Going to a strict Catholic school is precisely what prevented me from understanding what forgiveness means for many years. Forgiveness, to that parish, was to be given as stingily as possible and with many reminders for years, "I was able to forgive you, so you should do X for me." The concept of forgiveness was associated with Christianity, which I thought was that school, so I rejected the entire concept up until my senior year of high school. Then I has a Jesuit priest as a teacher and he showed me that it is possible to be religious and even a clergyman as well as compassionate, understanding, and open. He and a close friend of mine taught me about forgiveness:
You've probably gotten a wound on your hand or something at some point and had to change the way you did things while it healed. It scabs over eventually and your new patterns become habit. Then you realize, maybe even weeks later, that the wound is completely healed and you can go back to doing what you used to do (which seems foreign, now). There may or may not be a scar, which may or may not fade. That's what forgiveness is and it can take any amount of time or it might never come about at all. It can also be chosen and scheduled like a surgical procedure or physical therapy. And it doesn't come easily and may require an additional healing period.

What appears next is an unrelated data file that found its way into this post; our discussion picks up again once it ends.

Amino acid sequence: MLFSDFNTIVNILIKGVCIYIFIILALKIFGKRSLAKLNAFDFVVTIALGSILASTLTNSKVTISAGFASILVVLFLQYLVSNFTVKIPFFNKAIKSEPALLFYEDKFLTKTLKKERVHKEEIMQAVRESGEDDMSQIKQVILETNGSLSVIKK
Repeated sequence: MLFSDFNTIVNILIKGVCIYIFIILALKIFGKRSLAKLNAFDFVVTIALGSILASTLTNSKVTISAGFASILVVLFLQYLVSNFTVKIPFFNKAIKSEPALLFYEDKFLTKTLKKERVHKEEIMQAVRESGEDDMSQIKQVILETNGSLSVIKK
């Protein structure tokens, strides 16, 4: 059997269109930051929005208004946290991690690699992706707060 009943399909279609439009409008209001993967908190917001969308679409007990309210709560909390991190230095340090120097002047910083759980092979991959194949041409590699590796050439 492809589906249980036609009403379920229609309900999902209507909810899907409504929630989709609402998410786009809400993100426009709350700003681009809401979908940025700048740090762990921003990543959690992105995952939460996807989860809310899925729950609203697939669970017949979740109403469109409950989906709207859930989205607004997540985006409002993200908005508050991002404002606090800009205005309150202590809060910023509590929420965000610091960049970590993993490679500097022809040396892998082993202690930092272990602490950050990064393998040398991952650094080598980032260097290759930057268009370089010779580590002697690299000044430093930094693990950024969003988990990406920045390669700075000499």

The final piece these two wise people let me know was that you don't have to actually let the person know you've forgiven z, though it may show through in your behavior if you're still in contact. It's entirely possible to say to someone, "I've forgiven you for what you did, but I still want no contact with you."
There are some people I'll never be able to forgive and some people I won't be able to forgive until they die. There's the whole thing about this time of year being the forgiving season and other such garble...enough holidays have been ruined by these people and now that I'm away from them, I don't want another holiday brought down by thinking about them.